Intelligent Earth: Diffusion of Geoscience Research and Cyberinfrastructure innovations with authentic data and computational tasks

Tuesday, 8 December 2020: 17:49
Christina Bandaragoda1, Tao Wen2, Emad H Habib3, Anthony Castronova4, Jenny Byrd5, Melissa Gallagher6, Douglas Williams7, David G Tarboton8, Anand Padmanabhan9, Shao-Wen Wang10, Zhiyu Li11 and Daniel P Ames11, (1)University of Washington, Civil and Environmental Engineering, Seattle, WA, United States, (2)Syracuse University, Department of Earth and Environmental Sciences, Syracuse, NY, United States, (3)University of Louisiana at Lafayette, Civil Engineering, Lafayette, LA, United States, (4)Consortium of Universities for the Advancement of Hydrologic Sciences, Inc., Cambridge, United States, (5)University of Louisiana at Lafayette, Lafayette, LA, United States, (6)University of Louisiana at Lafayette, Department of Education, Lafayette, United States, (7)University of Louisiana at Lafayette, Lafayette, United States, (8)Utah State University, Logan, UT, United States, (9)University of Illinois at Urbana Champaign, CyberGIS Center for Advanced Digital and Spatial Studies, Urbana, IL, United States, (10)University of Illinois at Urbana Champaign, CyberGIS Center for Advanced Digital and Spatial Studies, Department of Geography and Geographic Information Science, Urbana, IL, United States, (11)Brigham Young University, Provo, UT, United States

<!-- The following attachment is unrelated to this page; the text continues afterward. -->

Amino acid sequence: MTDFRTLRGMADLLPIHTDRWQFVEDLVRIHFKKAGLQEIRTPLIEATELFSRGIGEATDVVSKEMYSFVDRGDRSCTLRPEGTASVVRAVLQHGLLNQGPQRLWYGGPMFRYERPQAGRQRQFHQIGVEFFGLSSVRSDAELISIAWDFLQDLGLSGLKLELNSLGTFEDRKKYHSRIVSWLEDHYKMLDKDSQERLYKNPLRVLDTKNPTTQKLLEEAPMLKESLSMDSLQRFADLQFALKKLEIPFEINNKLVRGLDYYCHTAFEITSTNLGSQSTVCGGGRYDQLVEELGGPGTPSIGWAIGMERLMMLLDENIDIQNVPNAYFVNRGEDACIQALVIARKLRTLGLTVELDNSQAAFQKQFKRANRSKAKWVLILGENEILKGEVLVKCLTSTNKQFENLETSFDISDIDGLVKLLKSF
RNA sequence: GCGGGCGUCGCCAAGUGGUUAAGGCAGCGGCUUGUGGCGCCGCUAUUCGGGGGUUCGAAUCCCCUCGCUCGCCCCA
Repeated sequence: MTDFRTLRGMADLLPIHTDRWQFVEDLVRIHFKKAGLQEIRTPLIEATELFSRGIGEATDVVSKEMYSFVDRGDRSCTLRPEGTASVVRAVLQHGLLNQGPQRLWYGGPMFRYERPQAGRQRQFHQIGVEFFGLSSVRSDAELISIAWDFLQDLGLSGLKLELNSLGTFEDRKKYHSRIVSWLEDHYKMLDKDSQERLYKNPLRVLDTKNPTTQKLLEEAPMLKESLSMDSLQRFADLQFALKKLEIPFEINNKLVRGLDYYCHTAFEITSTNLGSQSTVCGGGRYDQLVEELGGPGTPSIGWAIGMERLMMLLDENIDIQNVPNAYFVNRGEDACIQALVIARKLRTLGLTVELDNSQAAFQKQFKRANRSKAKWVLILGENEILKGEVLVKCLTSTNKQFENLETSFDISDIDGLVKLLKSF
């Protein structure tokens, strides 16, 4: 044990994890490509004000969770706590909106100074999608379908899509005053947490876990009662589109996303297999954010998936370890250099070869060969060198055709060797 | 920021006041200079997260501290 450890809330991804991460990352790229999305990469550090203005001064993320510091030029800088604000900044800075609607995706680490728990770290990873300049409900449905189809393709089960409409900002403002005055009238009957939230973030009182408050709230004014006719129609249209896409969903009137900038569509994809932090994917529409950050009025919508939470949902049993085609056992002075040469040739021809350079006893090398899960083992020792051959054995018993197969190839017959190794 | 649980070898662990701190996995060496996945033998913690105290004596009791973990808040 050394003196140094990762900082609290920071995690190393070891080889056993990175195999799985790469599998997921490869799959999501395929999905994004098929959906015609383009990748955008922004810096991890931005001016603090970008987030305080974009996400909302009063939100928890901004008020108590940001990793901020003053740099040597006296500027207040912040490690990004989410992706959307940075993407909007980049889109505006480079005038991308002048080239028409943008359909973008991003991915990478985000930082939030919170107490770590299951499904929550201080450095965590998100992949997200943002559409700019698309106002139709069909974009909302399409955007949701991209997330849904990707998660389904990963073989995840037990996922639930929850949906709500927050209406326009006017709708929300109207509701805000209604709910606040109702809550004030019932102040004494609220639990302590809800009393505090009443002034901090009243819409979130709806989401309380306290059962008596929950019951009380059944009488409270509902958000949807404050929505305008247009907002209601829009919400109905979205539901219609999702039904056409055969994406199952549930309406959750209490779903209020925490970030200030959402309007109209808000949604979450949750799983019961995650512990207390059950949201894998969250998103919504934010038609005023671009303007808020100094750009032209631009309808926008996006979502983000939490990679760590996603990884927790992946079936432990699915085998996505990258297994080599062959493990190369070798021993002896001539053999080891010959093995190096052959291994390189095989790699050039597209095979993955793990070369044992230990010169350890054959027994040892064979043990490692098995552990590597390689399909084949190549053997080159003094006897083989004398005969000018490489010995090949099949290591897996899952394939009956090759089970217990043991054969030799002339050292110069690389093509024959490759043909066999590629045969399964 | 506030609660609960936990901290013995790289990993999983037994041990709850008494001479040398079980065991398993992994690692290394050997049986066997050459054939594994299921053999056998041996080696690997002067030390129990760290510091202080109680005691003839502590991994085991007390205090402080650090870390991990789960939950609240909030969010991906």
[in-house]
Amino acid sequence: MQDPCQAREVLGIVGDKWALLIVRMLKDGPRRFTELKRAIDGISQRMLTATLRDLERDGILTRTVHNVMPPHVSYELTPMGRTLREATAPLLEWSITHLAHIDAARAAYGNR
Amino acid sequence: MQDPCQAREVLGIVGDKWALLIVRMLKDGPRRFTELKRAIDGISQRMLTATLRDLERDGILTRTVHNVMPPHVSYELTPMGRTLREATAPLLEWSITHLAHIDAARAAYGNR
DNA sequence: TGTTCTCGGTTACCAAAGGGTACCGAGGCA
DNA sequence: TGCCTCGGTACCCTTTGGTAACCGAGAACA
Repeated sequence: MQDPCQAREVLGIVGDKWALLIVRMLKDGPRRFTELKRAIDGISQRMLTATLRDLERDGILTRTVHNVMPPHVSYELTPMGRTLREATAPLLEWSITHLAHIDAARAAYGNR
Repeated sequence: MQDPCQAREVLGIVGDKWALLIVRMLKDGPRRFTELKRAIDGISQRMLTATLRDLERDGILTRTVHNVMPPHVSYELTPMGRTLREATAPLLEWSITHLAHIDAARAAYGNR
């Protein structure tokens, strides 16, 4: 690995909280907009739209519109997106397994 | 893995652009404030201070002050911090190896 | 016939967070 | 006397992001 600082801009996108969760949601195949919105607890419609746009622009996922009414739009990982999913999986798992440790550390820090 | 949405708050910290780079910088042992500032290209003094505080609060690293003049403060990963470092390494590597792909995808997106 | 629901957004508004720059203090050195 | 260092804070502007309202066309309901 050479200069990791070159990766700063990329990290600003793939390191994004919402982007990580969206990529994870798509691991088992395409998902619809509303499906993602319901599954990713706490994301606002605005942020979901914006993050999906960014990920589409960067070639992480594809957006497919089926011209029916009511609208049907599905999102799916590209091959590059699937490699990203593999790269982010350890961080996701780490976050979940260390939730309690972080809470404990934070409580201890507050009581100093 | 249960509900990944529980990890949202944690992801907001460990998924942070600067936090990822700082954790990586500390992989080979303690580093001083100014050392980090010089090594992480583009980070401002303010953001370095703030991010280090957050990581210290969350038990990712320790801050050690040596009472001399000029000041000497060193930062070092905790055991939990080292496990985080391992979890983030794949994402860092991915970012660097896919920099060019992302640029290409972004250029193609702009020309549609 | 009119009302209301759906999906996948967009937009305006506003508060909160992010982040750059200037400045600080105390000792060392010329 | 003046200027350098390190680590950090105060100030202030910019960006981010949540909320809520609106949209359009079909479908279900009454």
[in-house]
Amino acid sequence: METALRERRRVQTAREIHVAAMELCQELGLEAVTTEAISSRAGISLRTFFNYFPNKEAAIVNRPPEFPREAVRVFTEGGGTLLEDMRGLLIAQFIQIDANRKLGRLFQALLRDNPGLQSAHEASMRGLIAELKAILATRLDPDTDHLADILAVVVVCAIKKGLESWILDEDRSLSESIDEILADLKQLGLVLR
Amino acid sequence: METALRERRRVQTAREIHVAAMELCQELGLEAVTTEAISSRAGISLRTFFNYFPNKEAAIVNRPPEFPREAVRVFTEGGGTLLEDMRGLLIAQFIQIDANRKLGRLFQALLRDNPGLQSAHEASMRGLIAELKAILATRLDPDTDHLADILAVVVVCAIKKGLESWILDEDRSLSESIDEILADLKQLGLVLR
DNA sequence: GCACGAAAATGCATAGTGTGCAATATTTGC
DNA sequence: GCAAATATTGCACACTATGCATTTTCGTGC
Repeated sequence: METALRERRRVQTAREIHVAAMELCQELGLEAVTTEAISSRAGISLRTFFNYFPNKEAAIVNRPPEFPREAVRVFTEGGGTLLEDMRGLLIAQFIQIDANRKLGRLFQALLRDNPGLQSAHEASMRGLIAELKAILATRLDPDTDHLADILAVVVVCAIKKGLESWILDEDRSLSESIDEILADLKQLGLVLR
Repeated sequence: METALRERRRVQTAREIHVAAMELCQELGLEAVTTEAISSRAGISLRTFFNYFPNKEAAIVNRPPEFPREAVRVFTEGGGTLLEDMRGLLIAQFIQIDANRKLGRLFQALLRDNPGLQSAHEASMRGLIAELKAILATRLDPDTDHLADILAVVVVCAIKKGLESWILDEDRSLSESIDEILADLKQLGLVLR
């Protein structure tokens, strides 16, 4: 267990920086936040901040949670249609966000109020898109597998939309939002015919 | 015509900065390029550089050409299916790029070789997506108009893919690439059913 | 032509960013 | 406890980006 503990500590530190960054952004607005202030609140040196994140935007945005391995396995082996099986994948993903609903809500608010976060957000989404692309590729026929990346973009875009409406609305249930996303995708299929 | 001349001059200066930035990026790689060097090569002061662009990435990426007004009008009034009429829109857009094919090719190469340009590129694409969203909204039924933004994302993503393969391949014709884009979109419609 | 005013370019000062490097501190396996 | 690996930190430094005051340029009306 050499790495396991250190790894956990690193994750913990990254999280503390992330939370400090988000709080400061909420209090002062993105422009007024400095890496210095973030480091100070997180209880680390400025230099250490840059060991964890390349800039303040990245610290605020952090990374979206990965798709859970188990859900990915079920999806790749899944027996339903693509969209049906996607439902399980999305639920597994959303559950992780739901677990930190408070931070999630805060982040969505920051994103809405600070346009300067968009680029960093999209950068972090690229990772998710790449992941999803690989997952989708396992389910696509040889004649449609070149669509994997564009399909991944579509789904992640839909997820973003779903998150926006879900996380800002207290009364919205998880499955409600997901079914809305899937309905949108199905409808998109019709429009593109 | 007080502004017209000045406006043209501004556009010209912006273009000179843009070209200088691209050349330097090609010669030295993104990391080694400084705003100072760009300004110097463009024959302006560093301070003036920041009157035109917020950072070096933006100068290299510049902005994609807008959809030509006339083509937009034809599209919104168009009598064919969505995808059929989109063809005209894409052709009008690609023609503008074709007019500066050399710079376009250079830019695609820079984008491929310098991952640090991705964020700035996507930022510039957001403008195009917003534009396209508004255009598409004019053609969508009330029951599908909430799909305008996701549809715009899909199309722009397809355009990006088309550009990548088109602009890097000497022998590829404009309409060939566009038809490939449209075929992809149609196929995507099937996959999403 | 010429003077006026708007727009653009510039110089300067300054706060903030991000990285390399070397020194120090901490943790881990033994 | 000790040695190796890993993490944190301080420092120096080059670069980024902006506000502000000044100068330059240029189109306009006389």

The biosphere, geosphere, and cybersphere are changing fast, with massive datasets of earth and environmental observations becoming increasingly available and increasingly complex, with an increasing demand by geoscientists to generate shared intelligence and creativity. We are interactively building community research software, open data, and online learning experiences with computational narratives designed to amplify new perspectives, increase curiosity, and digitally communicate new insights about wildfire, hurricanes, landslides, climate change, groundwater and surface water contamination. Such datasets provide opportunities to perform enormous experiments using physical process calculations with deep social implications for the collective and individual actions we take based on future predictions of coupled human and natural systems. Our curriculum connects multiple National Science Foundation supported platforms including HydroLearn as the course portal, Consortium for the Advancement Hydrologic Sciences (CUAHSI) HydroShare as the data repository linked to JupyterHub servers for interactive computing scaling from classroom use on CUAHSI compute, cybertraining workshops on CUAHSI Compute, and provide access for research requiring high performance computing (HPC) on CyberGIS for Water JupyterHub on XSEDE. Authentic tasks are constructed using peer reviewed research data and code to develop case studies that align learning objectives with team activities and individual assessment scaffolded with multidirectional pathways within Bloom’s taxonomy. The learner is introduced to the utility of new techniques in data analytics with tasks applied to wicked earth problems designed to broaden participation and improve accessibility in geoscience, engineering and computing. Code and curriculum is available on Github, and spatiotemporally dynamic environmental datasets on HydroShare for collective access and contributions that create continuously adaptable infrastructure. Intelligent Earth is a dynamic multi-institution teaching experiment that uses water as an inclusive theme to synthesize infrastructure for diffusing science and technology innovations throughout geoscience to benefit society.